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Routine reports to the public on the quality of health care are one response to concerns about accountability. Public release of information on quality is intended to have two main effects: to facilitate informed choice and to stimulate quality improvement. The purpose of this chapter is to (1) describe the type of information that is currently being publicly released, (2) discuss some of the methodological issues that arise in producing information for public release, and (3) summarize what is known about the use of information on quality for consumer choice and quality improvement.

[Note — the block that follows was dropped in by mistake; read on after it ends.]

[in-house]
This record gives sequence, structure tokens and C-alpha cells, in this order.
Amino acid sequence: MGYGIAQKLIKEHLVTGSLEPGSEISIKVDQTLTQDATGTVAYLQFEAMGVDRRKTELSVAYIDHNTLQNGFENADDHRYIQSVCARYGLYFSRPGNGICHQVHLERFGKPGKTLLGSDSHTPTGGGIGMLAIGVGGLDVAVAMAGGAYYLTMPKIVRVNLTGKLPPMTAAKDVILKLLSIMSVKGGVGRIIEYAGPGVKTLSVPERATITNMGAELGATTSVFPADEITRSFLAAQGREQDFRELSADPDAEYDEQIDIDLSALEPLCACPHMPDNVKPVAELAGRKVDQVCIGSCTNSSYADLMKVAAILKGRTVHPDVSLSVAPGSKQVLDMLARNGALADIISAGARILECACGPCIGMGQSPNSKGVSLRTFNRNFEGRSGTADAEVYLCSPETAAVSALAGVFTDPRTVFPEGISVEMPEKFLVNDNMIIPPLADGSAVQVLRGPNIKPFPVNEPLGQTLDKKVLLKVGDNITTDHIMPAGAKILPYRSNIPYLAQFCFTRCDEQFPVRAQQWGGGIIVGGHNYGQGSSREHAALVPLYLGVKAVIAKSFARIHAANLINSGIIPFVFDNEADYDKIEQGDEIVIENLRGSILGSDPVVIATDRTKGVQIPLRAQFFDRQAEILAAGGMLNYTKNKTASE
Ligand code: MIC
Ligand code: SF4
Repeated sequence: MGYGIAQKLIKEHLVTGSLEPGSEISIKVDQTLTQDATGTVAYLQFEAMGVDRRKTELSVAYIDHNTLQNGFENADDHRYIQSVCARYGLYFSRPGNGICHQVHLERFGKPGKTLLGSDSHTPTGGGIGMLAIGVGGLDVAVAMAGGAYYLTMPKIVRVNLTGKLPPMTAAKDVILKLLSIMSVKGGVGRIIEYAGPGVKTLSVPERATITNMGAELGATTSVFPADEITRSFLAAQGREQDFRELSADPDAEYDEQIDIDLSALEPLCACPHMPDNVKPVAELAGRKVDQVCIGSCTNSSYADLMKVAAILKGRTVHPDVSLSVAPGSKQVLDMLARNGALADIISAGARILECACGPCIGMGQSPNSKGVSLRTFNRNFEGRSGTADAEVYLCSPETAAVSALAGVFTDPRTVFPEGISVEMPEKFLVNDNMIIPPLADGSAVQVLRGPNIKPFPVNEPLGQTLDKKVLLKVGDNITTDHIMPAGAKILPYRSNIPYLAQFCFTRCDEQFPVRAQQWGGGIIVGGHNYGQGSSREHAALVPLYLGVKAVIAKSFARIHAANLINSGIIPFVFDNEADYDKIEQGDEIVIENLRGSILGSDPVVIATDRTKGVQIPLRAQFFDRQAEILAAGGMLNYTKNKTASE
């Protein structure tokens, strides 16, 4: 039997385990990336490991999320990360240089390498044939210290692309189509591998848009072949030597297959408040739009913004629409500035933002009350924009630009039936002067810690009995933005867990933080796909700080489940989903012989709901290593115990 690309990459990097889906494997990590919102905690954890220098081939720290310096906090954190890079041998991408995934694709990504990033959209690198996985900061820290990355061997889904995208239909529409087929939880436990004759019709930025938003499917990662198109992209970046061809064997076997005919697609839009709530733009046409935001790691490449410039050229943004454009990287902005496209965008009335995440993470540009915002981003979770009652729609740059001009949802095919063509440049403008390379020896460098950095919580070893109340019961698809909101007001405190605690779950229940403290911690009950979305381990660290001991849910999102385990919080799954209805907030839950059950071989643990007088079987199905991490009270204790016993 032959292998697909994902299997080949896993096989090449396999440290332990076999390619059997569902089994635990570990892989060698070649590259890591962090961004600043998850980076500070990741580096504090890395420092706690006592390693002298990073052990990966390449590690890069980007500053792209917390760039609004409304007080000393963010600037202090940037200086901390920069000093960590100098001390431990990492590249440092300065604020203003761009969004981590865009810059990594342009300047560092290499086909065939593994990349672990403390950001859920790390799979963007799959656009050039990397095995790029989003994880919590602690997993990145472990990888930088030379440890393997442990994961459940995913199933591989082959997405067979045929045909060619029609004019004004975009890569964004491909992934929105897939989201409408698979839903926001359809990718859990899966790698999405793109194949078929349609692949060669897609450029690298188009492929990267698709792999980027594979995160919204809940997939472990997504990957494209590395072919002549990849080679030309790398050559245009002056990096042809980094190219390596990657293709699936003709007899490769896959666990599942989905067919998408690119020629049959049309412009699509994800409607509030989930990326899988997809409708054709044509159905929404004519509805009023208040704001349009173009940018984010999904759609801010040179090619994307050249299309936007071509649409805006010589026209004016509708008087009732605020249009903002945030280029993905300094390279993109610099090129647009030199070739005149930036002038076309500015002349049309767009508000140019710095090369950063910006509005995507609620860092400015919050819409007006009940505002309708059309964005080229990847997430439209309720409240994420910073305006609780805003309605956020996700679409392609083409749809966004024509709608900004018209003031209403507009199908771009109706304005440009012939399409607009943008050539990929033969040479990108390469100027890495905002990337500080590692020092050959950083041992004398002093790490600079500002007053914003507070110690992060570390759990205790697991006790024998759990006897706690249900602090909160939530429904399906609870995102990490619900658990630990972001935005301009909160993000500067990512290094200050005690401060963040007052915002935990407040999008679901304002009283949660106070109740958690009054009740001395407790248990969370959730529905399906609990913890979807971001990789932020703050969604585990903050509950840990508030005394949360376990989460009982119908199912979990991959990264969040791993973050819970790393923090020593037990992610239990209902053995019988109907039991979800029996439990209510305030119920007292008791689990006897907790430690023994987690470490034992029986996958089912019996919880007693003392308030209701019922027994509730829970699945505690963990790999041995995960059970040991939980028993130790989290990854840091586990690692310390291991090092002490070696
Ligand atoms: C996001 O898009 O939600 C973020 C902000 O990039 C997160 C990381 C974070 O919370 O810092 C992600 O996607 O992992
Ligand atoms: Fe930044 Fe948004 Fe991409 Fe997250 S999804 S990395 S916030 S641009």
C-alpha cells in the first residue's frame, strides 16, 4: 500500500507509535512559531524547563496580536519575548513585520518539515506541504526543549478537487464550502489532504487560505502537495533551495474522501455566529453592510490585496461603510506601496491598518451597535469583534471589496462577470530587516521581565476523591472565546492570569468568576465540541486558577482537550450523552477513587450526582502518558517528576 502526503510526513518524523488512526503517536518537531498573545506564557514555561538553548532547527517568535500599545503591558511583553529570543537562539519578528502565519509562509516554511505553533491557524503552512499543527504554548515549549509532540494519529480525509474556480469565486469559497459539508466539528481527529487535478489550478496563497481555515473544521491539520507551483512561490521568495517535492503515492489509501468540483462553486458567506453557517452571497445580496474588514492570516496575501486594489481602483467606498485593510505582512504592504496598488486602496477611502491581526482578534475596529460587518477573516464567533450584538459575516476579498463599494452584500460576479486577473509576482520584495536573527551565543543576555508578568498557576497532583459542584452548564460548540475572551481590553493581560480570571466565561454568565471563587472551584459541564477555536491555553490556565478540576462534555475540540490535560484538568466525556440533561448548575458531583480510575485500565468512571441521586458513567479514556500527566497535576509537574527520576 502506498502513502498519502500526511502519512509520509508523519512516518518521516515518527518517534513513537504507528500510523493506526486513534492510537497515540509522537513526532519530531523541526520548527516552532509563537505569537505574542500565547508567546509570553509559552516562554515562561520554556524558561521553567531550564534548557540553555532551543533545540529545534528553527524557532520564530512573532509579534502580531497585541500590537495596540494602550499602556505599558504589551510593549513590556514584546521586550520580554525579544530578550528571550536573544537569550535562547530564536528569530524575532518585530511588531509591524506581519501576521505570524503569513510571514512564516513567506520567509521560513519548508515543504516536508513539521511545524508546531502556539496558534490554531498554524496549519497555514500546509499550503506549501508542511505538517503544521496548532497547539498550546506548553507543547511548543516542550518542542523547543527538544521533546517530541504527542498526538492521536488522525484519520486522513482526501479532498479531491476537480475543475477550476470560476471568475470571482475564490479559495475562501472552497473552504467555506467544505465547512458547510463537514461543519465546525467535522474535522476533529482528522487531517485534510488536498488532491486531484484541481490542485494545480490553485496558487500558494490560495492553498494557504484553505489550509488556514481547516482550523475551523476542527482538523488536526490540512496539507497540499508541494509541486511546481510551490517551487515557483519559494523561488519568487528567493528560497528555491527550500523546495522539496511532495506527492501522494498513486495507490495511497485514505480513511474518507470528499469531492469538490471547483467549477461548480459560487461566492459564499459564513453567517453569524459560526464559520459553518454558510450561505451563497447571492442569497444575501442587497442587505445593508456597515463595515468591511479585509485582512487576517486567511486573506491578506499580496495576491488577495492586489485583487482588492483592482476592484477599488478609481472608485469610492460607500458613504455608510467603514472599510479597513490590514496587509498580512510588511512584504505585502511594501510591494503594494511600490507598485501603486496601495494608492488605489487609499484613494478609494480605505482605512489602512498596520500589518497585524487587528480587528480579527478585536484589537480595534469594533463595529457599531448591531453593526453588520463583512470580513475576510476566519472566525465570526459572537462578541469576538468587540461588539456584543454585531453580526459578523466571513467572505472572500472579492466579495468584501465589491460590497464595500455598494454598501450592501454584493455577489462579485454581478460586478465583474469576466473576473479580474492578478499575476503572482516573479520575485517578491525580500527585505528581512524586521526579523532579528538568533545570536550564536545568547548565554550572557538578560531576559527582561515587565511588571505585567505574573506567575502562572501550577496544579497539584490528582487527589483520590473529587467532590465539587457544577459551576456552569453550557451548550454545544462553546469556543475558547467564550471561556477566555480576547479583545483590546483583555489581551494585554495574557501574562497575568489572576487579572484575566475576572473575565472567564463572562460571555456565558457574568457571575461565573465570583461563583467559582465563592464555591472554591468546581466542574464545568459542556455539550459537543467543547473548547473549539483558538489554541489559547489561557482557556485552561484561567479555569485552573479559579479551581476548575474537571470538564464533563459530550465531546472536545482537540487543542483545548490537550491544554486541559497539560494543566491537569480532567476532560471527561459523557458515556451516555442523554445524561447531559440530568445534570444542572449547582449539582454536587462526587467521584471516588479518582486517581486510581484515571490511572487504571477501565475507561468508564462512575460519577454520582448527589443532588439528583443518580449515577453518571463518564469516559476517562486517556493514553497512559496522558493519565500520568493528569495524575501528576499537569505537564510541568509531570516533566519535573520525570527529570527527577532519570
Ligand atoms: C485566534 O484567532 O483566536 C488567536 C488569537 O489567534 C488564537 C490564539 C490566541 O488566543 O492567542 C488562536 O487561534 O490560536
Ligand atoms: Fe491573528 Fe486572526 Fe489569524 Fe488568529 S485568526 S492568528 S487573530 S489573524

Originally published in: Changing the U.S. Health Care System: Key Issues in Health Services, Policy, and Management, second edition, R. M. Andersen, T. H. Rice, G. R. Kominski, eds., San Francisco, Calif. : Jossey-Bass Inc., 2001, Chapter 7, pp. 183-202.

This report is part of the RAND Corporation Reprint series. The Reprint was a product of the RAND Corporation from 1992 to 2011 that represented previously published journal articles, book chapters, and reports with the permission of the publisher. RAND reprints were formally reviewed in accordance with the publisher's editorial policy and compliant with RAND's rigorous quality assurance standards for quality and objectivity. For select current RAND journal articles, see External Publications.

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